Clashes

 

Police fired tear gas to break up the crowd as at least three legislators sought a legal injunction against that decision.

 

"A mob assaulted us. They destroyed our cars and hurled rocks at us," Gloria Gallardo, an Ecuadorian politician, said.

 

Fifty-seven legislators rejected the electoral tribunal's decision to remove them of their governmental duties.

 

They wanted to block Correa's call for a referendum which aims to dilute the power of politicial parties in Ecuador.

 

Politicians want the judge in Rocafuerte, who ordered a temporary suspension of their dismissal, to overrule the verdict of the electoral tribunal, although the tribunal has often rejected rulings from lower courts.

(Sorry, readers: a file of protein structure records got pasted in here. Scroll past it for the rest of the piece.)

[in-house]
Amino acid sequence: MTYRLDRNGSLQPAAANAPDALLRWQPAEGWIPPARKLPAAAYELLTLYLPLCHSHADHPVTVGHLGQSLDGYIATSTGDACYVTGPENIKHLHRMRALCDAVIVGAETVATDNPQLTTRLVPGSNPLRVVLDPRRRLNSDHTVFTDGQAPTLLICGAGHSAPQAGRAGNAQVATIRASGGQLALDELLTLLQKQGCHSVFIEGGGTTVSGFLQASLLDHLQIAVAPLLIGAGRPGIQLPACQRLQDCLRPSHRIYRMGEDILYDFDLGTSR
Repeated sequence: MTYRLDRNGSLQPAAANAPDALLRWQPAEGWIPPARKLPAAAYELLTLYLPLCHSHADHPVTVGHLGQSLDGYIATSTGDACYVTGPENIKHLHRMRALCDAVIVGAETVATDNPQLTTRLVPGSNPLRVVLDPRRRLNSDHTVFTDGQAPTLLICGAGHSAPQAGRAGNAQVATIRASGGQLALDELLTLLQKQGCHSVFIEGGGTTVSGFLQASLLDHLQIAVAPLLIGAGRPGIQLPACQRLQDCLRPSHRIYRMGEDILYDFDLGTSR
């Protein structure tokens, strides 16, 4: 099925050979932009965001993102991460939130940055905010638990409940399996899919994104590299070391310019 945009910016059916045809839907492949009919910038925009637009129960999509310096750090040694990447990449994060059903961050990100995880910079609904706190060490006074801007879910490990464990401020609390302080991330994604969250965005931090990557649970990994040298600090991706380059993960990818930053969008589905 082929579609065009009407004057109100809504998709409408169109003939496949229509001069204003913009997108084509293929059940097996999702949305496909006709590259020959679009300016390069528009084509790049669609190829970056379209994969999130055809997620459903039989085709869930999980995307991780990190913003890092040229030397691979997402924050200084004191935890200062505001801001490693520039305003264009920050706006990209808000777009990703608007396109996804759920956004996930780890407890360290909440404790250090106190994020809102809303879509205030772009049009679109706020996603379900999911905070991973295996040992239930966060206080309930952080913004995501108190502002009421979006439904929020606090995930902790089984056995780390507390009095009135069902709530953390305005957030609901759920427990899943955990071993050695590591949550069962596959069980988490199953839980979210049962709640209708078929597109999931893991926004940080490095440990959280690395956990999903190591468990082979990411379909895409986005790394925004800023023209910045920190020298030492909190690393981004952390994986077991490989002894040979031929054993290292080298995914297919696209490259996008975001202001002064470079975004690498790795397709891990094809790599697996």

Correa, a leftist ally of Hugo Chavez, the Venezuelan president, was elected by a wide margin last year on a pledge to battle political bosses many blame for chronic instability.

 

Ecuador has had eight presidents in ten years.

 

Correa, who is very popular in Ecuador, has demanded that politicians be replaced by substitutes from the same parties, a move that could weaken his strongest opponents in Congress.

 

Correa now faces his toughest challenge since taking office in January as opposition politicians have vowed to fight his political plans.

 

Police in Rocafuerte said protesters had vowed not to let the politicians back into the town.

 

Correa says he will not respect any decision by Congress or the courts to block the referendum.